Where do I sleep?

This is where a lot of partners tap out after a day or two. I lived almost 2 hours away from the hospital and did not want to miss my baby's birth, I also didn't have the heart to leave my wife alone. Fortunately our room had a couch where I slept, which was more appealing than the floor -- but not by much.

You can expect your room to have a guest couch or futon, television, bathroom and shower, and sometimes a refrigerator. But there are chances you'll have nothing but a chair. I've also heard of guys cuddling up on the medical bed with their wife. Some nurses may not appreciate this gesture.

With most hospitals you can check out what the maternity centers and birthing suites are like on their websites so you can know what to expect.

Or of course you can call ahead and ask what the rooms contain. This way you'll know if you should bring some sort of cushioning or sleeping bag beforehand. Who knows, maybe you'll have a jacuzzi tub and refrigerator in your room?

What else should I bring in my hospital bag?

  • Enough clothes, and a spare too. Just in case baby spits up on you while you're staying in recovery.
  • Entertainment. Phone charger, Nintendo Switch (enjoy it while it lasts), crosswords (if you're bringing this you're probably already a dad), 
  • Personal hygiene products. Toothpaste, deodorant, shampoo, razors, you know the drill.
  • Stuff for your lady 'n baby. Oh the surprised look on your partner's face when you whip out the hair ties she may have forgotten. Make sure she also has some loose clothes to come home in, and baby will need an outfit to come home in as well.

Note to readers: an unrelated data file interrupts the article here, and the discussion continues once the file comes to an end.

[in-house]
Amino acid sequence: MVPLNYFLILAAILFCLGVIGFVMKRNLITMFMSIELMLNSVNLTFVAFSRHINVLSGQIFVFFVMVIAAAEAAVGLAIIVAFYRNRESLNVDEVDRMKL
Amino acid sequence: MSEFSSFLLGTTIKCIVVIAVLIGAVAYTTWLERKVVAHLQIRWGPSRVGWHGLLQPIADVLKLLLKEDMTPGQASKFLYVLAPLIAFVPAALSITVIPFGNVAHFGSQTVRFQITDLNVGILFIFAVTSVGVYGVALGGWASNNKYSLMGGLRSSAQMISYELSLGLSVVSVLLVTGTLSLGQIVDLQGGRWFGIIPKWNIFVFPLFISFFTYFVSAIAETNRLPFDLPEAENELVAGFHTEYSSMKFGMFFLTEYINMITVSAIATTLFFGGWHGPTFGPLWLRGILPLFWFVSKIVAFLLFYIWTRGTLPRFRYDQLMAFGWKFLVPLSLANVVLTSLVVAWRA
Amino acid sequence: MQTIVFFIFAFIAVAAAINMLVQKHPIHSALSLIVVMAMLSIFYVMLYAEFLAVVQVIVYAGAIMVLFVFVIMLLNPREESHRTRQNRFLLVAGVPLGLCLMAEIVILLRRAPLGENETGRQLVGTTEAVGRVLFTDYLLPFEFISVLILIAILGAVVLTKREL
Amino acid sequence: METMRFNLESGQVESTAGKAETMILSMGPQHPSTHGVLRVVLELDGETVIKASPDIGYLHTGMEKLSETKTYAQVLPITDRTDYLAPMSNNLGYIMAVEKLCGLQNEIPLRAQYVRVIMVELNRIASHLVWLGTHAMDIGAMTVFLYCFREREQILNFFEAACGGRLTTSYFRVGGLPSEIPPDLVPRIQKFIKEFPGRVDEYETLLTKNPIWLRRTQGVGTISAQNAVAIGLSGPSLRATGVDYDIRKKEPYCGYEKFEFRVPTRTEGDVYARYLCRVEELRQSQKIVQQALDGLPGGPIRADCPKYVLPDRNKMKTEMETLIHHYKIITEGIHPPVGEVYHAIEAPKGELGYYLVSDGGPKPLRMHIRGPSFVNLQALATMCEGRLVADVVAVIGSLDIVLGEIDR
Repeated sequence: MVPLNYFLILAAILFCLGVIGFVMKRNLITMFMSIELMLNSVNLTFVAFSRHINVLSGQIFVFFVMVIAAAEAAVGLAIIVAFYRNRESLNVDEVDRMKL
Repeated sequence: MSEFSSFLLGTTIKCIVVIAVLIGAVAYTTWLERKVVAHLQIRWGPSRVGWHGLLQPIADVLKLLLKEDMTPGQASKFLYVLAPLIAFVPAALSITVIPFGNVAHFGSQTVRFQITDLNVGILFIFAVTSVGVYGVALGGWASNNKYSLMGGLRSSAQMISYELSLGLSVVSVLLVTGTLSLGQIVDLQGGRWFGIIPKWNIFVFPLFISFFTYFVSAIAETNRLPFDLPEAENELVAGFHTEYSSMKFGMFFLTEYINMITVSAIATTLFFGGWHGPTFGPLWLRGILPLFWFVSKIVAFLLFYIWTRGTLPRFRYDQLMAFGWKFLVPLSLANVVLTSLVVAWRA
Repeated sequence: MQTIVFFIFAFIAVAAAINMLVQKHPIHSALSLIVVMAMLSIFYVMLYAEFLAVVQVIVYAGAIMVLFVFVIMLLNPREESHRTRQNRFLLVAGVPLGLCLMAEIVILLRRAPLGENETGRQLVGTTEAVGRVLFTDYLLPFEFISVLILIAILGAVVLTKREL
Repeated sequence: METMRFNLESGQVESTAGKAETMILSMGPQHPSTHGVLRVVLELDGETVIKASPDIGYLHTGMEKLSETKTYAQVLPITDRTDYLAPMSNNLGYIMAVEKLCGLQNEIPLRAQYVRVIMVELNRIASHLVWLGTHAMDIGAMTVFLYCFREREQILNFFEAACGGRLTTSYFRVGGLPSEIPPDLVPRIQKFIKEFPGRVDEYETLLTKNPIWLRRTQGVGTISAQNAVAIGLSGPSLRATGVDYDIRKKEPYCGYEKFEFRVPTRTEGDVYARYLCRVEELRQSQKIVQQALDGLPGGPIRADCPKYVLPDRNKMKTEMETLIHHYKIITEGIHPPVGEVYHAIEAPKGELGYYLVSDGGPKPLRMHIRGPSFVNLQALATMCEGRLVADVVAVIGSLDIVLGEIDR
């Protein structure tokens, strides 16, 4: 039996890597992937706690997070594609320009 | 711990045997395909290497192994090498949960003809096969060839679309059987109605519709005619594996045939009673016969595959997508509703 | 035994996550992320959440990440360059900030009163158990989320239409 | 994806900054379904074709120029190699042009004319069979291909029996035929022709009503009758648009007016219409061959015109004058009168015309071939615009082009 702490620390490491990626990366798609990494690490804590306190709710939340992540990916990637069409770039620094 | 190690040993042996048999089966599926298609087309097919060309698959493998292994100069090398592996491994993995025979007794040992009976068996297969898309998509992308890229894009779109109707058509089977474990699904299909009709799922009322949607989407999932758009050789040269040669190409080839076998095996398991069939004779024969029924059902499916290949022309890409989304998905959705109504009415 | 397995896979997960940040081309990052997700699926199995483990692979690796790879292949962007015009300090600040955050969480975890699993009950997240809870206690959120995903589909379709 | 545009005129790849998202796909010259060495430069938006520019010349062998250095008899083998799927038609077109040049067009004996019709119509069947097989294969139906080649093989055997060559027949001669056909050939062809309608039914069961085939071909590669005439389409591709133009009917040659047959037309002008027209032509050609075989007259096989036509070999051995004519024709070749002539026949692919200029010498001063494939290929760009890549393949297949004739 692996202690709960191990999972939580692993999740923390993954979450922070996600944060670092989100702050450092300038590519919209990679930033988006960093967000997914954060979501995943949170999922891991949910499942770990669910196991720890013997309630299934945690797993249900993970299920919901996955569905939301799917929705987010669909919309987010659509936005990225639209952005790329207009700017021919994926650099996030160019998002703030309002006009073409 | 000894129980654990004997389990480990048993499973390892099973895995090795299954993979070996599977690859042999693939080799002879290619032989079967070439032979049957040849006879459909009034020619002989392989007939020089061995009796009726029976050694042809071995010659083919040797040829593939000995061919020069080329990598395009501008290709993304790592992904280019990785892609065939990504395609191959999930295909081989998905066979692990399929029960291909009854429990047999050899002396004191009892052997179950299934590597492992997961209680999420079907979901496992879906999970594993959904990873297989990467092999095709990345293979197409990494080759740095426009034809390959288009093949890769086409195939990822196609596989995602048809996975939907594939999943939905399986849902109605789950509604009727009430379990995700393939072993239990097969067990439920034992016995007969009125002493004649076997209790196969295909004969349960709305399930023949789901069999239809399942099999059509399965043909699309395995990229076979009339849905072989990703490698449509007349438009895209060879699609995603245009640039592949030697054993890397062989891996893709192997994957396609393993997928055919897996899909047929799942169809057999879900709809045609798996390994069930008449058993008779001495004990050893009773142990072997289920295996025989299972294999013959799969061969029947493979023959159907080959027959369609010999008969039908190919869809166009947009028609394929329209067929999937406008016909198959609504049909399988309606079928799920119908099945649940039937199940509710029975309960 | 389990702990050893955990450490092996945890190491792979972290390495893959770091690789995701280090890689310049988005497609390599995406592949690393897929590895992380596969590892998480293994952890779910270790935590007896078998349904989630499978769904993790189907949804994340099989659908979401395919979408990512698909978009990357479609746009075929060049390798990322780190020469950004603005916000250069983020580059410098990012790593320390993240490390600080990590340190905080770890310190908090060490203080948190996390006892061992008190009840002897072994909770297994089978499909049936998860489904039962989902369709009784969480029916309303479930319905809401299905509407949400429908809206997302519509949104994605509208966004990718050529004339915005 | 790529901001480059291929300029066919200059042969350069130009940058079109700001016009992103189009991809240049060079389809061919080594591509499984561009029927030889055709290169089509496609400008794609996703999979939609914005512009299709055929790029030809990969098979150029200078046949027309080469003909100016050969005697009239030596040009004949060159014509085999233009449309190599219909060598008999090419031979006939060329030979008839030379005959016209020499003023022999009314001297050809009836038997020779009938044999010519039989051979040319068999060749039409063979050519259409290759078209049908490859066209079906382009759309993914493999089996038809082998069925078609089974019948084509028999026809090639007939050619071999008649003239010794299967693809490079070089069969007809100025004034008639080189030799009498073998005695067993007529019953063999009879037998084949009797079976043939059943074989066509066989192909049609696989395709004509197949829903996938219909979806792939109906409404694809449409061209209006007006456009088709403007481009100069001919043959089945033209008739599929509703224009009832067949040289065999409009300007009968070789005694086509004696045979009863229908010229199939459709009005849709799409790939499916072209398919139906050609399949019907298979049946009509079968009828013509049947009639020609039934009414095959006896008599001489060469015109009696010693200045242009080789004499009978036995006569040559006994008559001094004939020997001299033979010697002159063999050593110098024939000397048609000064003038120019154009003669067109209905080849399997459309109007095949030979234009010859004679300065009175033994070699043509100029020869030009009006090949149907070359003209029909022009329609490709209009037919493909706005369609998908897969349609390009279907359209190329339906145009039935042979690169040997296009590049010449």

How do I be a good supporting partner?

This is a whole separate topic that I can't fully cover in one small section, but you should invest some time planning and thinking on how to be a good supporting partner during and after labor.

If you're there with her, especially every day she's stuck in the hospital, you're already doing an amazing job. Being present should make the whole process easier for her, so make your stay as uplifting as possible. And speaking of,

Try not to bring up stressful topics (unless she finds relief in that juicy gossip). Talk a lot about feelings, and make a lot of positive statements like how the baby will be here soon, what baby will be like, getting to go home.

If she wants, hold her hand, rub her shoulder, caress her hair, do what comforts her when she's enduring pain (strong contractions, cervix check, labor)

Remind her how good of a job she's doing bringing a new life into this world, and how you're proud of her.

And if any complications occur, remind her this not her fault. It's hard not to blame yourself even if it's something you have no control over.

Baby vector by Grmarc

After baby was born, we were moved to a recovery room for 2 days, which also had a couch (a comfier one this time), a TV, no refrigerator like the first one, and a bathroom with a shower. 

One bonus tip: If you have any dogs at home, it may be helpful to have them sniff something the baby has worn like their hat or swaddle before bringing baby home. 

Good luck, congratulations, and don't forget -- the journey is only just beginning.

Next you may want to read First Week With Baby: What to Expect and Lifehacks to Make it Easier

My baby Melody and me on our first day